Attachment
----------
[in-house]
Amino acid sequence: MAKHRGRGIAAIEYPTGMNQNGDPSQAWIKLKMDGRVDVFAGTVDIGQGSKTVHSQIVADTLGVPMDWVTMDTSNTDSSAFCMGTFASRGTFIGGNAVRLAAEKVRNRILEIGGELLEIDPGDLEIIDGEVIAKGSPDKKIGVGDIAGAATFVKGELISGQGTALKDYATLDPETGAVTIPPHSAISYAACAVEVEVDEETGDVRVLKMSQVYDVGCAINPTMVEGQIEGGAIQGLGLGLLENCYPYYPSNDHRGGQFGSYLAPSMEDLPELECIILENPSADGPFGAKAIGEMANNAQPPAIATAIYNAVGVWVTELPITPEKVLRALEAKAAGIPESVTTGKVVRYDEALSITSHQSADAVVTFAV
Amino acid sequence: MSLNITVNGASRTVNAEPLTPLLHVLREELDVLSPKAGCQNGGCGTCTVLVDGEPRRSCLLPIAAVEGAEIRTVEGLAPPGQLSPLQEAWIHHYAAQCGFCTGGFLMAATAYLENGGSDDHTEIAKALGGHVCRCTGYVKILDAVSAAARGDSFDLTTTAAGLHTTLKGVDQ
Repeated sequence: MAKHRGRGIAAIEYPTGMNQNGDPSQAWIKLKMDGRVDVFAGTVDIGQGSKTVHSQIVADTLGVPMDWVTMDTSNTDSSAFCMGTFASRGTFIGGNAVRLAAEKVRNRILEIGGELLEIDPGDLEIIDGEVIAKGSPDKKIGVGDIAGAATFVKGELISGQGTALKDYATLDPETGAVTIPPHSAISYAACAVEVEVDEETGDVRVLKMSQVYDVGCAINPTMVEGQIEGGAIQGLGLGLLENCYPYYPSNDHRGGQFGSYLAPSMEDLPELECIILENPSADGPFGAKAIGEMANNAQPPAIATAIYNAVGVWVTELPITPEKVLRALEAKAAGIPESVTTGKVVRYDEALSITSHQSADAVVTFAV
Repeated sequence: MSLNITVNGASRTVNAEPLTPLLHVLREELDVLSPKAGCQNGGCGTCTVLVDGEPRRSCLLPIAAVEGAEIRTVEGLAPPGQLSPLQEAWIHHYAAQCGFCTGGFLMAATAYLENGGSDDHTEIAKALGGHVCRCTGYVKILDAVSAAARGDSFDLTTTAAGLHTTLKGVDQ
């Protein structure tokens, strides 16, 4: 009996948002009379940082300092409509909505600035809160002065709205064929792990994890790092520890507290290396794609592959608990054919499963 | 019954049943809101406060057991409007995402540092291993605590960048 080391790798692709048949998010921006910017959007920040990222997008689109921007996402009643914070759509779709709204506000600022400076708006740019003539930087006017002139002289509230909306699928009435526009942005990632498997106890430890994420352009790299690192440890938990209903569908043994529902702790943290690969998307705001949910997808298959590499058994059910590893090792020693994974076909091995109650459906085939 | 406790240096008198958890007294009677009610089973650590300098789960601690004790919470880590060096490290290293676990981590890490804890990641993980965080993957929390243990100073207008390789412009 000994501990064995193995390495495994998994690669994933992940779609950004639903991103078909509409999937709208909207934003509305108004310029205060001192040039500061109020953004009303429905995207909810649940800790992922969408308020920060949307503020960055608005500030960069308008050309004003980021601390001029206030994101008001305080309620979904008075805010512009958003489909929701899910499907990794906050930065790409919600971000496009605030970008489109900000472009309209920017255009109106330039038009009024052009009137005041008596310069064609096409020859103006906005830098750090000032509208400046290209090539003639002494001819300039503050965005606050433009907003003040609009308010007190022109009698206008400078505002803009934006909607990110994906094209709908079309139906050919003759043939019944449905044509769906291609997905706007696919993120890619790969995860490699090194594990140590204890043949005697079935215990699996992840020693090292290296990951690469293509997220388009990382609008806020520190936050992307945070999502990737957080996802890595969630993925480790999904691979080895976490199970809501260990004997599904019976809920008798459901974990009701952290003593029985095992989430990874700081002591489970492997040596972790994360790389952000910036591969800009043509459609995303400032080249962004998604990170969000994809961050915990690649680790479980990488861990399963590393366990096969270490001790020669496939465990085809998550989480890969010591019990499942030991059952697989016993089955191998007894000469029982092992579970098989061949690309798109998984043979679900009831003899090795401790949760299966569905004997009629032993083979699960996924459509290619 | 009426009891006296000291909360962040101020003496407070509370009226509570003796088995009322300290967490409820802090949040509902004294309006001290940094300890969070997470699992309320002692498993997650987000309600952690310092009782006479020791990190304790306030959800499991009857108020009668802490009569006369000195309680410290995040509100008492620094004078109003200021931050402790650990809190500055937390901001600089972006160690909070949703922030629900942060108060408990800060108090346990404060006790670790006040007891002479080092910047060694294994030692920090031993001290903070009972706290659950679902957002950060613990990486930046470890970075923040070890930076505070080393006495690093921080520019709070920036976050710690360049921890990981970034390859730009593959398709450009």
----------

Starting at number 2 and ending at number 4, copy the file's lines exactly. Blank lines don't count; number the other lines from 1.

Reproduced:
Amino acid sequence: MAKHRGRGIAAIEYPTGMNQNGDPSQAWIKLKMDGRVDVFAGTVDIGQGSKTVHSQIVADTLGVPMDWVTMDTSNTDSSAFCMGTFASRGTFIGGNAVRLAAEKVRNRILEIGGELLEIDPGDLEIIDGEVIAKGSPDKKIGVGDIAGAATFVKGELISGQGTALKDYATLDPETGAVTIPPHSAISYAACAVEVEVDEETGDVRVLKMSQVYDVGCAINPTMVEGQIEGGAIQGLGLGLLENCYPYYPSNDHRGGQFGSYLAPSMEDLPELECIILENPSADGPFGAKAIGEMANNAQPPAIATAIYNAVGVWVTELPITPEKVLRALEAKAAGIPESVTTGKVVRYDEALSITSHQSADAVVTFAV
Amino acid sequence: MSLNITVNGASRTVNAEPLTPLLHVLREELDVLSPKAGCQNGGCGTCTVLVDGEPRRSCLLPIAAVEGAEIRTVEGLAPPGQLSPLQEAWIHHYAAQCGFCTGGFLMAATAYLENGGSDDHTEIAKALGGHVCRCTGYVKILDAVSAAARGDSFDLTTTAAGLHTTLKGVDQ
Repeated sequence: MAKHRGRGIAAIEYPTGMNQNGDPSQAWIKLKMDGRVDVFAGTVDIGQGSKTVHSQIVADTLGVPMDWVTMDTSNTDSSAFCMGTFASRGTFIGGNAVRLAAEKVRNRILEIGGELLEIDPGDLEIIDGEVIAKGSPDKKIGVGDIAGAATFVKGELISGQGTALKDYATLDPETGAVTIPPHSAISYAACAVEVEVDEETGDVRVLKMSQVYDVGCAINPTMVEGQIEGGAIQGLGLGLLENCYPYYPSNDHRGGQFGSYLAPSMEDLPELECIILENPSADGPFGAKAIGEMANNAQPPAIATAIYNAVGVWVTELPITPEKVLRALEAKAAGIPESVTTGKVVRYDEALSITSHQSADAVVTFAV